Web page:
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LIVE FROM MOUNT OLYMPUS Renewed for Season 2

We’re so excited to share that Live From Mount Olympus, our Greek Myth Podcast created in partnership with Onassis Foundation, has been renewed for Season 2. The new season will premiere in early 2022 so in the meantime, we’ll be releasing monthly “Mythlets” to tide fans over. Listen to the first mythlet, which focuses on Adamantine’s Sword here.

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We’re Hiring!

The TEAM is looking for a new part-time Assistant Producer to join our administrative team. Information is below. Please apply by July 23, 2021.

Assistant Producer
Status: Hourly, Part-Time
Location: Brooklyn
Start Date: mid-September, 2021
Reports To: Producing Director
Salary: $20 per hour; 16 hours per week
Benefits: $200 per month health insurance contribution
Schedule: Weekly schedule is flexible in consultation with the Producing Director and workload ebbs and flows with our programming.

The TEAM seeks a dynamic and motivated individual for a part-time Assistant Producer. The Assistant Producer will work in partnership with the TEAM’s Producing Director and Producing Manager. In this role, the Associate Producer will help advance the company’s mission to create new work about the experience of living in the United States today.


The TEAM is a 16-year-old internationally recognized theatre company. Our mission is to collaboratively create new works about the experience of living in the United States today. Combining aggressive athleticism with emotional performances and intellectual rigor, our work crashes characters from history and mythology into modern stories, drawing unexpected connections across time to touch the raw nerves of the current moment. Our work is rooted in place-based research, and by returning to the places we visit with the finished work, we hope to create a genuine exchange between different communities in America. Led by Tony-award winning Artistic Director Rachel Chavkin, we have created and toured 11 works, including Mission Drift, RoosevElvis, and Primer for a Failed Superpower.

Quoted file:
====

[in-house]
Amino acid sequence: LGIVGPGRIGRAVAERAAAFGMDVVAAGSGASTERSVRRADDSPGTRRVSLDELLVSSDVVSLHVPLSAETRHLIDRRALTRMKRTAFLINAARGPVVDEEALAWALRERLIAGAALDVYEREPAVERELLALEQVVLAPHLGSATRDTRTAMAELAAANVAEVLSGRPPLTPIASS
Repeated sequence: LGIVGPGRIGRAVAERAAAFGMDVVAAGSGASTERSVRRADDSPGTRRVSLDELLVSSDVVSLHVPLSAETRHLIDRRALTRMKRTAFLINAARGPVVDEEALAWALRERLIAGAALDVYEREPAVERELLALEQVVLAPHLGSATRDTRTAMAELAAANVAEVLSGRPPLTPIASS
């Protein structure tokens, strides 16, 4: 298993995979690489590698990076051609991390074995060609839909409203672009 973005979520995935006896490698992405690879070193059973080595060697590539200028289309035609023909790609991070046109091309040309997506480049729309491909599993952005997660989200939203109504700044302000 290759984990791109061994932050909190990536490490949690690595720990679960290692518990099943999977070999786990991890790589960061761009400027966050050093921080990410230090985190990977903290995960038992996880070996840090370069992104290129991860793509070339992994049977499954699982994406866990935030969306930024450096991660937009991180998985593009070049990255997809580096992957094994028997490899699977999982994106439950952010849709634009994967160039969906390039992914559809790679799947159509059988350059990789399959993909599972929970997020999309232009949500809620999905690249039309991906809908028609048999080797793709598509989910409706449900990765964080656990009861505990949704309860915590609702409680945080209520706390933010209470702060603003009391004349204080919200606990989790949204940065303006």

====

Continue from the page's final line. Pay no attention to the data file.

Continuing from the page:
As an organization, we acknowledge that collective liberation is not a state, but an ongoing struggle to do better, be more just, interrogate our practices and assumptions, and be willing to make regular changes to how we do things in the face of what we find we’re doing well or poorly. With our project Reconstruction (Still Working but the Devil Might Be Inside), we’ve been experimenting with putting these values into practice and endeavoring to create a space that is not only anti-racist but actively pro-Black, through strategies like hiring an anti-racism facilitator to lead workshops and act as a “process chaplain” while embedded full-time in the rehearsal room, having a team comprised equally of Black/BIPOC identifying artists and white-identifying artists, engaging in daily constituency groups, and participating in rituals of healing and mourning. We are currently working with our board and community of artists to reflect these commitments at all levels of our institution; click here to learn more about our ongoing commitments and work.


The Assistant Producer will work in close collaboration with the Producing Director, Artistic Director and Producing Manager in handling the day-to-day operations of the TEAM, an internationally-renowned devised theatre company. The position will have responsibilities in the areas of fundraising, marketing, line producing, company management, and general administration. This position is geared primarily towards early career producers who are looking for an opportunity to strengthen their line producing, general management and fundraising skills through hands-on working experience.